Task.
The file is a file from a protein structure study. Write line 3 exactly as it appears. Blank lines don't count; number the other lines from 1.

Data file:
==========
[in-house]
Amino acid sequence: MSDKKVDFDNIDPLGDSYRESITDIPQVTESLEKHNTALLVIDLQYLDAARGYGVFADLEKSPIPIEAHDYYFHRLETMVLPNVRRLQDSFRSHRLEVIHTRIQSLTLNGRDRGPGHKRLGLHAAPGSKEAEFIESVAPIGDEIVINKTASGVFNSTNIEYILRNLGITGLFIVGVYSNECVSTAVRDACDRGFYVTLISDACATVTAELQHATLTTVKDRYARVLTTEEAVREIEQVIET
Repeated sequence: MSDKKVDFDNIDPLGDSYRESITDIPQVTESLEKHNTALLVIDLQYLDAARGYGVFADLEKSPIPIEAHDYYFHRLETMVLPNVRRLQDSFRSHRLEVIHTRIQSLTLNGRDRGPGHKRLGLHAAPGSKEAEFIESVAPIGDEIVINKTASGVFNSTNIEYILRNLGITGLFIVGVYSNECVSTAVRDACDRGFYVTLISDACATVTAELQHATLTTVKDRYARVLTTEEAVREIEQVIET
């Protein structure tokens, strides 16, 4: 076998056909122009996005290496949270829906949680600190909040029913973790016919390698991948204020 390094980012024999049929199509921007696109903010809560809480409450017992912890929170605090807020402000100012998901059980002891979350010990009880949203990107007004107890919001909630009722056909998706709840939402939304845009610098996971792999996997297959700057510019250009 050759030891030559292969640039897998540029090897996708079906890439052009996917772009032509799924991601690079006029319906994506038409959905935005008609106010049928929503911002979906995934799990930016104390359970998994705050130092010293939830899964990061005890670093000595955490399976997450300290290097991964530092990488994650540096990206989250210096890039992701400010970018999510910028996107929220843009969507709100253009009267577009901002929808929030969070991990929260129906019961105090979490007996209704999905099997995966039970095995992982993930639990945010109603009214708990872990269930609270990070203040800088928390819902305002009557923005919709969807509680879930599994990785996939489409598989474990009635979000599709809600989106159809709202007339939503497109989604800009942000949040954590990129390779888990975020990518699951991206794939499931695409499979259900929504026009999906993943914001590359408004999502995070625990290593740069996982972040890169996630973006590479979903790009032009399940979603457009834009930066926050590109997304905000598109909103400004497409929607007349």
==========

Repeated sequence: MSDKKVDFDNIDPLGDSYRESITDIPQVTESLEKHNTALLVIDLQYLDAARGYGVFADLEKSPIPIEAHDYYFHRLETMVLPNVRRLQDSFRSHRLEVIHTRIQSLTLNGRDRGPGHKRLGLHAAPGSKEAEFIESVAPIGDEIVINKTASGVFNSTNIEYILRNLGITGLFIVGVYSNECVSTAVRDACDRGFYVTLISDACATVTAELQHATLTTVKDRYARVLTTEEAVREIEQVIET